Canadian Real Estate Just Made The First Back-To-Back GDP Drop In Over A Year

Canadian real estate went from being a boost for the economy, to being a drag in just over a year. Statistics Canada (Stat Can) data shows real gross domestic product (GDP) fell in May. Amongst the sectors causing the slowdown was real estate, having peaked in March. Since then the sector has been deteriorating at a faster rate than the general economy.

Canadian GDP Falls For A Second Consecutive Month

The overall picture for Canadian GDP suffered some setbacks in the latest data. Stat Can reported an 0.3% decline in May, which followed an 0.5% decline in April. The economy remains 2% lower than February 2020, pre-pandemic. Third wave restrictions are the biggest contributor to the decline, but not the only one. Real estate, which bucked the trend during lockdowns, pulled back from record activity.

Canadian GDP Growth

The 12-month change in Canadian real gross domestic product (GDP), and the GDP component Real Estate Rental and Leasing.

Source: Stat Can; Better Dwelling.

Real Estate Makes The First Back-To-Back Drop Since April 2020

The Real Estate, and Rental and Leasing component of GDP is finally starting to cool down. The sector contracted by 0.4% in May, following an 0.8% decline in April. It was the first back-to-back drop since March-April 2020, said Stat Can. It also happens to be when existing home sales peaked in both Canada and the US.

The decline in the output of offices of real estate agents and brokers was a big part of the drop. This sub-component saw activity fall 7.2% in May, following a 10.7% drop in April. It’s now back to July 2020 levels, which is still very busy. It’s just not scorching hot, consuming-the-economy types of busy. Since the area is mostly commissions from home sales, the drop isn’t too surprising.

Real Estate’s Contribution To GDP Is Shrinking, But Still Huge

Canadian real estate had been consuming more of the economy, and it’s starting to roll back. At least, closer to its pre-pandemic share of the economy. Real Estate and Rental and Leasing represented 13.3% of GDP in May. The sector peaked at 14.8% in April 2020, and was 12.8% in February 2020, pre-pandemic. Pre-pandemic levels of GDP from real estate were already considered overly dependent. A return to these levels won’t make the market “healthy,” but it’ll be the beginning of rebalancing.

Canadian Real Estate As A Share of GDP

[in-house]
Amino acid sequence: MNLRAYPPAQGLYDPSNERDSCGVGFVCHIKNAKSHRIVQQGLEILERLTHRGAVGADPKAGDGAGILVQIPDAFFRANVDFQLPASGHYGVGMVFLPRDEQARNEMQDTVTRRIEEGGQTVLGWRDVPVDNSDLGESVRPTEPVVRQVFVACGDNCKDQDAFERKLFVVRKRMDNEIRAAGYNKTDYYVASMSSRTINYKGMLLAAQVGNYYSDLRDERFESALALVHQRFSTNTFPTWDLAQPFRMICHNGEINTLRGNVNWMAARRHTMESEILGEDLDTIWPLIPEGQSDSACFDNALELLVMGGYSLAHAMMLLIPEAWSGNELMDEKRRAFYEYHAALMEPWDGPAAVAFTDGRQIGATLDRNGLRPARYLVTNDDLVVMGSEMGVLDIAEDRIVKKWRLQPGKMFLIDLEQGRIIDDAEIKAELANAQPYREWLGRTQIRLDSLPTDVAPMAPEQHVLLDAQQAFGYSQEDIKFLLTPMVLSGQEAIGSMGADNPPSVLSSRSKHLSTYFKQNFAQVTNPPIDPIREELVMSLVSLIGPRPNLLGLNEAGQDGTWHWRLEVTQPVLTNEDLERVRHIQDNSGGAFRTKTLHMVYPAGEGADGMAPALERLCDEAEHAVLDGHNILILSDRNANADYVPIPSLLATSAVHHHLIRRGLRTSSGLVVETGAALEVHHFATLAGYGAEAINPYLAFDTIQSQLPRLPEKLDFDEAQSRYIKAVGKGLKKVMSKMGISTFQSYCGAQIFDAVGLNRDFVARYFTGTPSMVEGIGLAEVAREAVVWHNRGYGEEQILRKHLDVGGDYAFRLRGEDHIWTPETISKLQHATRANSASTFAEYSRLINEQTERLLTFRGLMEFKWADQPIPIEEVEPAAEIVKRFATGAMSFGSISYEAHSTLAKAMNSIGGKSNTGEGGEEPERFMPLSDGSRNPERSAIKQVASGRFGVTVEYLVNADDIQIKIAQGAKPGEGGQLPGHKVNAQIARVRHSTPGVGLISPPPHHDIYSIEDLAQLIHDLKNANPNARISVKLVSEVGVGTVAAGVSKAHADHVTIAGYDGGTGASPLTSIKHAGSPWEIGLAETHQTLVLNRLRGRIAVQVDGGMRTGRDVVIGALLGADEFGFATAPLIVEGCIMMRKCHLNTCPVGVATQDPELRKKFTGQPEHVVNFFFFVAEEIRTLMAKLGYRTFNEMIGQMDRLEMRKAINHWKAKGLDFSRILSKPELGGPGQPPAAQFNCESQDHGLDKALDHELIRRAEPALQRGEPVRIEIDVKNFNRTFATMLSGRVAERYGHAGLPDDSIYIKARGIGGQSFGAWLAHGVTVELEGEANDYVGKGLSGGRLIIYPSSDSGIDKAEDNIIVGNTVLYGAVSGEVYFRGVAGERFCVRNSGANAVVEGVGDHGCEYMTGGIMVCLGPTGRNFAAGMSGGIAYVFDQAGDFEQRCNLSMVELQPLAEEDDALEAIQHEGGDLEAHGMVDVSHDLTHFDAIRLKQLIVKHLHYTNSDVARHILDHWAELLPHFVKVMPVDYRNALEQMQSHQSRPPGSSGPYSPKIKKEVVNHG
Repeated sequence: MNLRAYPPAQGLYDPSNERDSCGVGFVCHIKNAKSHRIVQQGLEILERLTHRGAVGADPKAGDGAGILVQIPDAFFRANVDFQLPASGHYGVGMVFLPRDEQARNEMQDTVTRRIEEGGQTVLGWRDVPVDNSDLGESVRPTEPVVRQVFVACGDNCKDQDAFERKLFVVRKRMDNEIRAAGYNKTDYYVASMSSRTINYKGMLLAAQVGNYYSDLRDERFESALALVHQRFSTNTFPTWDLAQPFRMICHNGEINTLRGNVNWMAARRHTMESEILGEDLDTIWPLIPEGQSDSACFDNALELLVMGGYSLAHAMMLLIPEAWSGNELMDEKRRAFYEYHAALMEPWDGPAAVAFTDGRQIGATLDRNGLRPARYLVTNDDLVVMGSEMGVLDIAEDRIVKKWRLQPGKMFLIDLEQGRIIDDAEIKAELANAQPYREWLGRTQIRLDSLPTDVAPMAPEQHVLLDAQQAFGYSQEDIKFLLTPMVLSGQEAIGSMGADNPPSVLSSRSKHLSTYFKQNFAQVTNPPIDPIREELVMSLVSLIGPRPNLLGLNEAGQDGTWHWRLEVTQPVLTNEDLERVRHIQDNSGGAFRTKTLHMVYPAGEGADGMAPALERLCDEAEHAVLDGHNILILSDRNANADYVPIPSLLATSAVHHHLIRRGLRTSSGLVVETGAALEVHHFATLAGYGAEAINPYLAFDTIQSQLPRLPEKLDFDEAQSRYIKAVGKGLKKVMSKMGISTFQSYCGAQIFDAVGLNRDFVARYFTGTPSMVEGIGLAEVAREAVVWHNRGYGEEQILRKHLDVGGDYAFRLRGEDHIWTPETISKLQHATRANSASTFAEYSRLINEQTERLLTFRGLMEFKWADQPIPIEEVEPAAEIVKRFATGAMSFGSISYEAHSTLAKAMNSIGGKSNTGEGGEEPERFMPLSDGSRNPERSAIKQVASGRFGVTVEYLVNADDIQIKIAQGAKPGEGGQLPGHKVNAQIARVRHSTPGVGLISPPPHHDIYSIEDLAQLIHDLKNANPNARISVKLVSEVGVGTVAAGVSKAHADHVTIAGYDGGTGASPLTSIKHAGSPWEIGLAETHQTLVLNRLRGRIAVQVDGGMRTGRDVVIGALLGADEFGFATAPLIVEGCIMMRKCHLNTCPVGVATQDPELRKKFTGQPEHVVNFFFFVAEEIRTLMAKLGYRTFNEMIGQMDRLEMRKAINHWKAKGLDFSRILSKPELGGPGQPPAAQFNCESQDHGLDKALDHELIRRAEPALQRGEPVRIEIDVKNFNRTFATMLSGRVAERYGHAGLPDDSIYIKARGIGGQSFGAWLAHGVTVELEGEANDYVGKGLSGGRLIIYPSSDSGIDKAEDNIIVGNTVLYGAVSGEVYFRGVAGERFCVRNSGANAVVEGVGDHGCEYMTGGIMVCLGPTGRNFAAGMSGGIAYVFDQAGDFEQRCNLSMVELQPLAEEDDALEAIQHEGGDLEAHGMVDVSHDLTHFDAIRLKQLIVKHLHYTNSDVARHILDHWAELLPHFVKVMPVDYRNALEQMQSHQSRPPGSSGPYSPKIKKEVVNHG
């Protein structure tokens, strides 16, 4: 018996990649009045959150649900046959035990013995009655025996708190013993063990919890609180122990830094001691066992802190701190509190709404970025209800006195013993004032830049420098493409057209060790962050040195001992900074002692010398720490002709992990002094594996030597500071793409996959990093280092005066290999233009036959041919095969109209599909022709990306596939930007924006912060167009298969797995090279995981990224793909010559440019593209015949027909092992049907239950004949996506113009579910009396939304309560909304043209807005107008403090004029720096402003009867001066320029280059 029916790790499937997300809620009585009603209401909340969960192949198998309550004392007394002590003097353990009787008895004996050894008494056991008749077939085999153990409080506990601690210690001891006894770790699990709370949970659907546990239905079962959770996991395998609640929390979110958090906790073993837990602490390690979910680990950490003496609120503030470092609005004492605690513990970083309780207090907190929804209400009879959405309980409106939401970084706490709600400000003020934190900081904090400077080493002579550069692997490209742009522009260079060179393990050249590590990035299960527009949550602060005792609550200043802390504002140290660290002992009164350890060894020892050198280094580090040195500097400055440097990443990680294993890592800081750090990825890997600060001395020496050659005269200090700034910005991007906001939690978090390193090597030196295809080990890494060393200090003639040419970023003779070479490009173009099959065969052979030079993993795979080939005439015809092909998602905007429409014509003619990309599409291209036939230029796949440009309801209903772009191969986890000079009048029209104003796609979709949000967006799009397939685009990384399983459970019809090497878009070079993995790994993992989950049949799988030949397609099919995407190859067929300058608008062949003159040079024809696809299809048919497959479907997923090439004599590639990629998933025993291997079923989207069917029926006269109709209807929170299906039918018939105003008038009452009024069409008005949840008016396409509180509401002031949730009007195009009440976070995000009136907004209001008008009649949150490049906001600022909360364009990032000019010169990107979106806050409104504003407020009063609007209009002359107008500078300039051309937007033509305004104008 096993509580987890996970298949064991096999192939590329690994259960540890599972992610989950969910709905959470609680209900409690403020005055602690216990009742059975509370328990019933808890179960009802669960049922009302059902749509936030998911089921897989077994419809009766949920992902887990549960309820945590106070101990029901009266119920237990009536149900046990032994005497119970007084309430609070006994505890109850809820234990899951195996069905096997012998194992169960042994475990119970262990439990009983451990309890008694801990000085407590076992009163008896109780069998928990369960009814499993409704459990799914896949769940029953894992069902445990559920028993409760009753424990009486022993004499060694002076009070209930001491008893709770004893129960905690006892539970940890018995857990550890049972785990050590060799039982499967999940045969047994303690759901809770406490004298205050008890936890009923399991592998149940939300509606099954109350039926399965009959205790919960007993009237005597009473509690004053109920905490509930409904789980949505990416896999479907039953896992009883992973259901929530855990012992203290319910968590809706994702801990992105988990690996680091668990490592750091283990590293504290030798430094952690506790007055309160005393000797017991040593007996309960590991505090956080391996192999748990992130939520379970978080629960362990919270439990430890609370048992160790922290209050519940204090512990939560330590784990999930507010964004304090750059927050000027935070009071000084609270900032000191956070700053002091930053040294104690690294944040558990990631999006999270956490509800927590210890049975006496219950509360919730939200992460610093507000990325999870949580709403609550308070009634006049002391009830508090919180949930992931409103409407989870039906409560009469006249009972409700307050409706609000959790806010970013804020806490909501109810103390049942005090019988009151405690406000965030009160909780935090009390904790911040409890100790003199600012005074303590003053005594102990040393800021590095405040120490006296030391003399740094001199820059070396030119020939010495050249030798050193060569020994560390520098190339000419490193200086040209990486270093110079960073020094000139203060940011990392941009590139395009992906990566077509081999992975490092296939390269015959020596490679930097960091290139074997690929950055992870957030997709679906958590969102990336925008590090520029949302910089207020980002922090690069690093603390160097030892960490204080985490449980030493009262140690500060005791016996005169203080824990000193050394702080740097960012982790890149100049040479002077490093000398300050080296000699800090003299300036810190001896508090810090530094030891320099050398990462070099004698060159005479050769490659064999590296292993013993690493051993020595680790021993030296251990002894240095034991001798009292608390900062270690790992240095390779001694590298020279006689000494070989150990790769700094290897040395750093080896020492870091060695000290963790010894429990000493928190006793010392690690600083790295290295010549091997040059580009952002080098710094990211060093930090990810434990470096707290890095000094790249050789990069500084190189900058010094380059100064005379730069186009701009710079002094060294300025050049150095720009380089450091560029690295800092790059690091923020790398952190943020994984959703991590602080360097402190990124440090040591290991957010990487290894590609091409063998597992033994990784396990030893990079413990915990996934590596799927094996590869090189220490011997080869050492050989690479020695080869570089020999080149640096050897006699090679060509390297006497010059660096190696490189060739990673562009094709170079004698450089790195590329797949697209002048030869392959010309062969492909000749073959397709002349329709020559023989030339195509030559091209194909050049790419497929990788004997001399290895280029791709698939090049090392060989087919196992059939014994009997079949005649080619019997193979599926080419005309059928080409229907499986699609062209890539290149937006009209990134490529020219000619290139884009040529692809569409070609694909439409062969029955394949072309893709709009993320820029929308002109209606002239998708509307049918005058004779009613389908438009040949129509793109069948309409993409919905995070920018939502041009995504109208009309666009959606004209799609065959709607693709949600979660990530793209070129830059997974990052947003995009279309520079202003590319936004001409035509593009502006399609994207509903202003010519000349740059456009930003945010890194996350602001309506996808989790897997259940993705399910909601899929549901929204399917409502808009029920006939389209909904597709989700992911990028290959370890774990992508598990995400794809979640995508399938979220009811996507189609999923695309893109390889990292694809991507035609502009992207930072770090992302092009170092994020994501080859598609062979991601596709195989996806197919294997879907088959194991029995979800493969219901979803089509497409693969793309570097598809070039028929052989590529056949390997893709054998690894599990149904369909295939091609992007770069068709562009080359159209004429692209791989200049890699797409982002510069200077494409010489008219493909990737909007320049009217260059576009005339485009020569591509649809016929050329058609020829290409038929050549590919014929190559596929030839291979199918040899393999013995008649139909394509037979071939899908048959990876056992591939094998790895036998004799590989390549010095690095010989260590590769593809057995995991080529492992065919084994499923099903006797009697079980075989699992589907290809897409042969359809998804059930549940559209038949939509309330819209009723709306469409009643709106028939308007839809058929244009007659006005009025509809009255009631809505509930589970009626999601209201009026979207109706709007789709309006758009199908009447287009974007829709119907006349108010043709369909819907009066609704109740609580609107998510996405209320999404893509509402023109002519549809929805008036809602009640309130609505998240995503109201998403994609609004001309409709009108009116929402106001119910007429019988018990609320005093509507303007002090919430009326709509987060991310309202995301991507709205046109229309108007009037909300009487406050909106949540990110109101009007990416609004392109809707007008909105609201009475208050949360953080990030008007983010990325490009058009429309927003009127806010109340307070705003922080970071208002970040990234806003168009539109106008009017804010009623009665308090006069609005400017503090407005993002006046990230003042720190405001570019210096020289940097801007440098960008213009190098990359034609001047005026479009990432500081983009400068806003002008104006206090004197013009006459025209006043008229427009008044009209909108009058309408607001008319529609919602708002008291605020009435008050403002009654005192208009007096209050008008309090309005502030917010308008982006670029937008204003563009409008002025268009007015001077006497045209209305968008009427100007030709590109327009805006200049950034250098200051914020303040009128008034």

The share of Canadian real gross domestic product (GDP) represented by real estate rental and leasing.

Source: Stat Can; Better Dwelling.

GDP is pulling back, with a large share of the drop due to temporary lockdown restrictions. That should bounce back fast, but spending won’t always appear in the same sectors. For example, you’re probably not getting two haircuts to make up for lost time. You might spend that money on an extra meal out, or stash it in savings though. Part of the restrictions have already been lifted, and should show up in the next set of numbers.

Real estate is seeing a similar pull back, but it’s different from the general economy. During the prior lockdowns, home sales didn’t skip a beat, pushing to record activity. Now we’re seeing a decline more in-line with pulled-forward demand catching up. Home sales are still busy, but at a more natural level of activity. The drop in general GDP is likely temporary, but the drop in real estate is more likely normalization.

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  • Bkl 2 years ago

    Hmmmmm, is this why some people believe central banks will raise interest rates now just so they can get in the market?

    The truth is there will be no rate hike until employment improves. Some inflation wont increase rates.

    Real estate prices will only go higher because of all the money printed world wide.

    • RR 2 years ago

      I get it now.
      LETS NOT IMPROVE THE JOB SITUATION, to keep interests rates forever low and real estate market will go up forever because of our crapy job market! Sounds logical!
      No one working, but buying houses or all off us sort of Realestate agents.

    • flipg 2 years ago

      Once interest rates go up it will be harder for most people to get in the market. High prices with low interest rates allow people who dont have enough money to buy under a normal interest rate environment to indulge at the real estate trough. Like buying a lotto ticket on credit.

      But they pay a Premium.

      People with savings hope prices will sink down to what working Canadians can actually afford.

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